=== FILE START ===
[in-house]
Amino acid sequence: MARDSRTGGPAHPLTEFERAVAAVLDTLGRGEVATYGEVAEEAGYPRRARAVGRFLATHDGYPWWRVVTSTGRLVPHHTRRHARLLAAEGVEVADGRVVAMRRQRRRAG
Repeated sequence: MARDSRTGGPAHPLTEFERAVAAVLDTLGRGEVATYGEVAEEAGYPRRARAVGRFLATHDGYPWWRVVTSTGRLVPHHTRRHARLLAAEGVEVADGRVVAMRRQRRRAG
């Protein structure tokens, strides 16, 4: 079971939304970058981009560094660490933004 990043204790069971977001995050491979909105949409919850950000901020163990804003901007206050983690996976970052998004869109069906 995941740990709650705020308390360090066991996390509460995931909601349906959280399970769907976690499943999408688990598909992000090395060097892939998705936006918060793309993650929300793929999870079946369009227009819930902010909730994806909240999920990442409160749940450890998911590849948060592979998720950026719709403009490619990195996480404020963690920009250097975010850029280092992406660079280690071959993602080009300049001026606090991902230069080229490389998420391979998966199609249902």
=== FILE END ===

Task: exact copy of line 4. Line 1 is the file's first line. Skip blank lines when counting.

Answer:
């Protein structure tokens, strides 16, 4: 079971939304970058981009560094660490933004 990043204790069971977001995050491979909105949409919850950000901020163990804003901007206050983690996976970052998004869109069906 995941740990709650705020308390360090066991996390509460995931909601349906959280399970769907976690499943999408688990598909992000090395060097892939998705936006918060793309993650929300793929999870079946369009227009819930902010909730994806909240999920990442409160749940450890998911590849948060592979998720950026719709403009490619990195996480404020963690920009250097975010850029280092992406660079280690071959993602080009300049001026606090991902230069080229490389998420391979998966199609249902």